"Are you mad? I was there," Sherlock said from the doorway.

"You're sure these guys didn't kill the baby?" He reached the bottom of the landing and turned in place to lean on the newel post and look up at Holmes.

"That's why you have a forensics team." Sherlock said tartly right before closing the door. He heaved a sigh, squared himself, and then deflated. "No-no-no. Not working. I need sleep."

"After three coffees?" John couldn't believe it possible of anyone. Holmes whipped past John on the way to his bedroom, already out of his jacket. The shirt came off before Sherlock reached the door. In less than a minute, Sherlock was draped in cotton sheets, face-down in his plethora of pillows with his long arms out as if to embrace them, solidly asleep by the time John kicked his discarded clothes into his room after him. God knew Sherlock owed those fresh bed-linens to John. And God only knew how he could be comfortable sleeping in the nude like that.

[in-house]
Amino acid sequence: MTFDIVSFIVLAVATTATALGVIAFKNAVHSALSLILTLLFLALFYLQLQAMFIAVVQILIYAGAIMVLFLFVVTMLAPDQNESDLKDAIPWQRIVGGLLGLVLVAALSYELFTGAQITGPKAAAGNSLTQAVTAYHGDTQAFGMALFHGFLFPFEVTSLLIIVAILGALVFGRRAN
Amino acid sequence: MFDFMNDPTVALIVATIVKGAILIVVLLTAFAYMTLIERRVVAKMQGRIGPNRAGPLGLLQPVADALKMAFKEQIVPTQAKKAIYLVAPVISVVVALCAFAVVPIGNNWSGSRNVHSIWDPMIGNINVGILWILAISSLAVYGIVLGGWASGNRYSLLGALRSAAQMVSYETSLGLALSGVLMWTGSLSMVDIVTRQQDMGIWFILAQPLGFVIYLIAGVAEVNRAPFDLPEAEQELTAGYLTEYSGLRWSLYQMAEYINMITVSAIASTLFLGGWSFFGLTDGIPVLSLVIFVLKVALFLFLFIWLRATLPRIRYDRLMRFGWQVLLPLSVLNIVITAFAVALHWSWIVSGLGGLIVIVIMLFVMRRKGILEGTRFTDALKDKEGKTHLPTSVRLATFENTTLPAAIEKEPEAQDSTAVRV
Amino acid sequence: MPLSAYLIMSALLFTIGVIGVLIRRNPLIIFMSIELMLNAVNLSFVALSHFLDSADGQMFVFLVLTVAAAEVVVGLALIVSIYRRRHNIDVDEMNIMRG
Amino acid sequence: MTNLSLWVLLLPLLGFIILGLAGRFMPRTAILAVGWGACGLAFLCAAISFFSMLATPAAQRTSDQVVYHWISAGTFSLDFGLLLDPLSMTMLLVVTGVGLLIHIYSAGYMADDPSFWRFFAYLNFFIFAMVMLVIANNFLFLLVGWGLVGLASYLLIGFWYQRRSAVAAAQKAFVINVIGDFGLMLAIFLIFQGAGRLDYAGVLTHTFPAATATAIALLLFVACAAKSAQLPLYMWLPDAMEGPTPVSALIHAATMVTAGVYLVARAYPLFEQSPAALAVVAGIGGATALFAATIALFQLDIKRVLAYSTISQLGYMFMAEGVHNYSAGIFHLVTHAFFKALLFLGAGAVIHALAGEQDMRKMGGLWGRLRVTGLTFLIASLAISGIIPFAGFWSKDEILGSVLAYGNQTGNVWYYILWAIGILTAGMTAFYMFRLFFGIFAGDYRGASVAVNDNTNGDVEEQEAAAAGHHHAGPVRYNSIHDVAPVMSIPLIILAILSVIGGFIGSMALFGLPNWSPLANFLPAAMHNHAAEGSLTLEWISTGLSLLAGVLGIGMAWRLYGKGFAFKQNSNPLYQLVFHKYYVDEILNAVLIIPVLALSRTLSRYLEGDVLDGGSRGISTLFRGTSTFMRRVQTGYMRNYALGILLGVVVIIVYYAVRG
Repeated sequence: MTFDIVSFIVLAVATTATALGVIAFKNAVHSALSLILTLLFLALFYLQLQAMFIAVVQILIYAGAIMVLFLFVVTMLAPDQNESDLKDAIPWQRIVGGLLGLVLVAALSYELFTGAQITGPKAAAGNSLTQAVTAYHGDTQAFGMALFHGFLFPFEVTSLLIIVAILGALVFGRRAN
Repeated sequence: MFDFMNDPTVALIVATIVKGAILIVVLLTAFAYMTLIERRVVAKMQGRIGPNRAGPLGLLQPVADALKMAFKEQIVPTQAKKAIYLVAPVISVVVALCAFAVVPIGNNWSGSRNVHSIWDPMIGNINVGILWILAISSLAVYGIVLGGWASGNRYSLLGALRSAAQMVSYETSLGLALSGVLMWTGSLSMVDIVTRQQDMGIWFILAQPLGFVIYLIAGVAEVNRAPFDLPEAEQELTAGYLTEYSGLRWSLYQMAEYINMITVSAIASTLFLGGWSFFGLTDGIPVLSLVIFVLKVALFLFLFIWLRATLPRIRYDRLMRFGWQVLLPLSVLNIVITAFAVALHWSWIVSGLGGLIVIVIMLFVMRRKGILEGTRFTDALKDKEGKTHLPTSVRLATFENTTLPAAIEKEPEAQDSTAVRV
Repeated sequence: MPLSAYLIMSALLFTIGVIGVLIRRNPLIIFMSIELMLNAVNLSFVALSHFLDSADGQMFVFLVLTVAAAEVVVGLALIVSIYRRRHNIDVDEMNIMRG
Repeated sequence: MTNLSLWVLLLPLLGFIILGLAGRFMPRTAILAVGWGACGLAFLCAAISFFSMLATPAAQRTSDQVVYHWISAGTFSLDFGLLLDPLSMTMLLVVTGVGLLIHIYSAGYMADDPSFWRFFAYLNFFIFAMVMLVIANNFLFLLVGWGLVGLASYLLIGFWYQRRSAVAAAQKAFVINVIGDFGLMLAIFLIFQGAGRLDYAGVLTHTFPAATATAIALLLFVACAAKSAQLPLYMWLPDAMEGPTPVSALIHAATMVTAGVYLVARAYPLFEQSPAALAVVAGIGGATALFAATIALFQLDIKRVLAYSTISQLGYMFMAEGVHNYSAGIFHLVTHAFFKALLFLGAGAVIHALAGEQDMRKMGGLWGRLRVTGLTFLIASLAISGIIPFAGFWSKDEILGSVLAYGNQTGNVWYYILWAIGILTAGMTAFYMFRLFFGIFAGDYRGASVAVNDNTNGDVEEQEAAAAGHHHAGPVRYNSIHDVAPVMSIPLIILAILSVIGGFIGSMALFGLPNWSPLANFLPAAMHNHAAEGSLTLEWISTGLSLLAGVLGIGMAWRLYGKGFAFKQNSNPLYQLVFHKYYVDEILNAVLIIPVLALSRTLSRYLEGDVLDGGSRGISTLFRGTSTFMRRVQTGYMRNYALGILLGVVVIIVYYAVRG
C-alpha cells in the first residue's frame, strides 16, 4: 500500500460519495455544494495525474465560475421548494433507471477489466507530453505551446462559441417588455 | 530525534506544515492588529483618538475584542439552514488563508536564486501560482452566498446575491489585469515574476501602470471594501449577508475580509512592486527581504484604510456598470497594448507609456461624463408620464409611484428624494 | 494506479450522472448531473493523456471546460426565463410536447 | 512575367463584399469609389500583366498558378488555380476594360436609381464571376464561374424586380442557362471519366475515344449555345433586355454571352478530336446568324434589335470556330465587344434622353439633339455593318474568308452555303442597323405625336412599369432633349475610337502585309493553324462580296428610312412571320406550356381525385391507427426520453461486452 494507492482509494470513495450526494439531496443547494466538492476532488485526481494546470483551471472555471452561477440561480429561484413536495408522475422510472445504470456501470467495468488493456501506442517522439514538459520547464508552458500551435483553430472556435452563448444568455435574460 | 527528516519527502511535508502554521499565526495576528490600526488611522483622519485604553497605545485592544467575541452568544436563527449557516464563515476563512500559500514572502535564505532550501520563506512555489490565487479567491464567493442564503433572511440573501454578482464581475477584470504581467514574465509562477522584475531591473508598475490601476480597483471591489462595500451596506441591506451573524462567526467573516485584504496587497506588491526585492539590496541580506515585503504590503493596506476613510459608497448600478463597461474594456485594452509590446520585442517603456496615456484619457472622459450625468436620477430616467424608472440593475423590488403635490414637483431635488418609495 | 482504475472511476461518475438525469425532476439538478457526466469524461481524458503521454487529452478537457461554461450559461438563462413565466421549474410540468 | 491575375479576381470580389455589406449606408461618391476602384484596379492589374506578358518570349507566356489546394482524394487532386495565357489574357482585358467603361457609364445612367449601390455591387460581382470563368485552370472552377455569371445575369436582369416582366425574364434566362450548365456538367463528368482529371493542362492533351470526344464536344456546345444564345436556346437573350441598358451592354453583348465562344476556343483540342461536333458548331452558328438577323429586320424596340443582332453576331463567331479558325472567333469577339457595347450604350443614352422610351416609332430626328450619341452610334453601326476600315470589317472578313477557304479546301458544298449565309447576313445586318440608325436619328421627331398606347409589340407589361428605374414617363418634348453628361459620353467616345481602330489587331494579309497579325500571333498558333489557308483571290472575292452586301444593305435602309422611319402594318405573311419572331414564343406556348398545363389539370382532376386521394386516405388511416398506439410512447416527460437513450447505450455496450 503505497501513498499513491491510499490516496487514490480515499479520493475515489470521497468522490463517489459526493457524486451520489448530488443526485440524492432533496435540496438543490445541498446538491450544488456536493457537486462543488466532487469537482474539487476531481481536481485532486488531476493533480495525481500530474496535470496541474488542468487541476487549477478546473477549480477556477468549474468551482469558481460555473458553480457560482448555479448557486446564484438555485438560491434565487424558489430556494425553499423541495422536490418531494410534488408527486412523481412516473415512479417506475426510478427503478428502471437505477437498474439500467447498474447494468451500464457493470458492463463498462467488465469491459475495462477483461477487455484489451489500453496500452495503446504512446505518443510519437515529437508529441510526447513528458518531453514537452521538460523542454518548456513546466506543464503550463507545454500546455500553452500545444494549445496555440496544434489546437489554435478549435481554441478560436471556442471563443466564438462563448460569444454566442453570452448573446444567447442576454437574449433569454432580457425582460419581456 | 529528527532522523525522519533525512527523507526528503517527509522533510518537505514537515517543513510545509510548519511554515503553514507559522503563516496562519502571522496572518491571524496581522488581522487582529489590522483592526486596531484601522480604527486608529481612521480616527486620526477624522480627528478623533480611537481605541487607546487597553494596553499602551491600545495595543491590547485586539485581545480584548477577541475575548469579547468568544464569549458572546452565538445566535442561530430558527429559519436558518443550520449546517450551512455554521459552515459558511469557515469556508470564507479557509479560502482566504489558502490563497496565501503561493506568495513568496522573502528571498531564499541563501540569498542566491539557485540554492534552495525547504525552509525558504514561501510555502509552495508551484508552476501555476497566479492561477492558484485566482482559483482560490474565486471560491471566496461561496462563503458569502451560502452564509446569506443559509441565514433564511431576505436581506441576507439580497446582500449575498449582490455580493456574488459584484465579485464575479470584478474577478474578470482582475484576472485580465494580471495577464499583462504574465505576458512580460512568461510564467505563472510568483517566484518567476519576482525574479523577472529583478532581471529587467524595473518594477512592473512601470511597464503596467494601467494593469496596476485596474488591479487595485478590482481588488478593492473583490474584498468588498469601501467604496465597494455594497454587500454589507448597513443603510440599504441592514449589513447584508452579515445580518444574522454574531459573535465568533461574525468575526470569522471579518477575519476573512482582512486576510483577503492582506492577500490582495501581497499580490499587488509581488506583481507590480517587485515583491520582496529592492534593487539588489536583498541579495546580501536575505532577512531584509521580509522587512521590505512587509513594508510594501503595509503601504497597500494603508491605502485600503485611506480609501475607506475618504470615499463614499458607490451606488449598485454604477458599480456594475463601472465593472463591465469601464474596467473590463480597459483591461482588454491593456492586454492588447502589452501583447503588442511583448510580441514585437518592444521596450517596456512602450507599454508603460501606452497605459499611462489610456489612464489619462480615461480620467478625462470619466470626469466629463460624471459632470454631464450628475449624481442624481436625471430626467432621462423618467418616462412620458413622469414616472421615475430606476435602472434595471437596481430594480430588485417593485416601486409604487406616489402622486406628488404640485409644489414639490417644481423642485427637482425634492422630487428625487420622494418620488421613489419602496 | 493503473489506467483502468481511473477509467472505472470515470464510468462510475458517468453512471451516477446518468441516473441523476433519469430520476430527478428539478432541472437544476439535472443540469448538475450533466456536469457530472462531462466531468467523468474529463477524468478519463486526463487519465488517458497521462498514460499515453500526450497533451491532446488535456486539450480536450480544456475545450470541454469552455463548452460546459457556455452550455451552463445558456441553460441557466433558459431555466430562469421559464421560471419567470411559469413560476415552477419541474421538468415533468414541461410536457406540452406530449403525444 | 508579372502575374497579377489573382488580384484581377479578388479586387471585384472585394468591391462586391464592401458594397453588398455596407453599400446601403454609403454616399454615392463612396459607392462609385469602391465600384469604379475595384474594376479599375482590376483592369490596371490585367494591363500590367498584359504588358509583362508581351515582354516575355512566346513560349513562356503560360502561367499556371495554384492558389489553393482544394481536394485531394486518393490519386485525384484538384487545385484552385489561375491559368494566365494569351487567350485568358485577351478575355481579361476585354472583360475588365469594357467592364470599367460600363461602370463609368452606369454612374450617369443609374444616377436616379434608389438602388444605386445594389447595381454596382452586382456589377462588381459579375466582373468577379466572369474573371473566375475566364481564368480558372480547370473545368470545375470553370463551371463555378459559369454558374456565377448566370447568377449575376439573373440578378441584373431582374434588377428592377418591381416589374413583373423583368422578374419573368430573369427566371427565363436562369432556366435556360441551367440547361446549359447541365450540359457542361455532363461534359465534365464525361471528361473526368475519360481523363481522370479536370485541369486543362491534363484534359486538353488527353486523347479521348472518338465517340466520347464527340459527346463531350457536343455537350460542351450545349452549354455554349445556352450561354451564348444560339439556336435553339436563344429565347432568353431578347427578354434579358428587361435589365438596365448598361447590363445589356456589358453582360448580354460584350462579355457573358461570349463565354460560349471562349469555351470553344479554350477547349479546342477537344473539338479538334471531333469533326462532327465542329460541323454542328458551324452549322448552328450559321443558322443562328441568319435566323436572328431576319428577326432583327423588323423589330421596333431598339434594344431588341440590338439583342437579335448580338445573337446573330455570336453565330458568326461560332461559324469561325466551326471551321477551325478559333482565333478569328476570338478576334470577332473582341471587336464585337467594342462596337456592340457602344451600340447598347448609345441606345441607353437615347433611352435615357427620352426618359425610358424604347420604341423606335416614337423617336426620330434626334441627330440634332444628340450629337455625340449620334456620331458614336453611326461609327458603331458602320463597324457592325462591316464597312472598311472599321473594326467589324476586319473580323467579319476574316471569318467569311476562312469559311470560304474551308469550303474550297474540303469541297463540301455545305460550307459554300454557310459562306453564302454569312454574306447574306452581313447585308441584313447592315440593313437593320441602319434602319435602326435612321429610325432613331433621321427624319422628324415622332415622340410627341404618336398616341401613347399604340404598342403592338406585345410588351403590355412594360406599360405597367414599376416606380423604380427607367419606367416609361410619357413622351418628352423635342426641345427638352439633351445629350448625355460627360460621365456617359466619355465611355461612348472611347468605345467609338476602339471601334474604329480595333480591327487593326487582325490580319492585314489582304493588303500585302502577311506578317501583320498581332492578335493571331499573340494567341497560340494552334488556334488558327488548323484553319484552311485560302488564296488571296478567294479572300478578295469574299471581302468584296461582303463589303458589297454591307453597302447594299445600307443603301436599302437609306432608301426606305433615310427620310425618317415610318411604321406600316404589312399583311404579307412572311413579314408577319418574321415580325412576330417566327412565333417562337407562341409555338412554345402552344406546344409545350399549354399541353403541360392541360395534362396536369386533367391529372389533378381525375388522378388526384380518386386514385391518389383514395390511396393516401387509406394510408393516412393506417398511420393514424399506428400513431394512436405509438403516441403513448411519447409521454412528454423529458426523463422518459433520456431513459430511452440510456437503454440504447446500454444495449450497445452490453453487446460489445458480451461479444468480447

John checked his watch, remembered his work schedule at the clinic, and wandered off to brush his teeth. He loved the life of a Consulting Detective.

It wasn't his life.

John spent a relatively peaceful day at work. The clinic, in comparison to working with Sherlock Holmes, was very orderly, peaceful, and quiet. He had a mere four hour shift that morning, and during that time he saw several patients:

one chest infection

one dog bite

one case of a latex allergy

one poison oak

two skinned knees

and an unfortunate accident with a hammer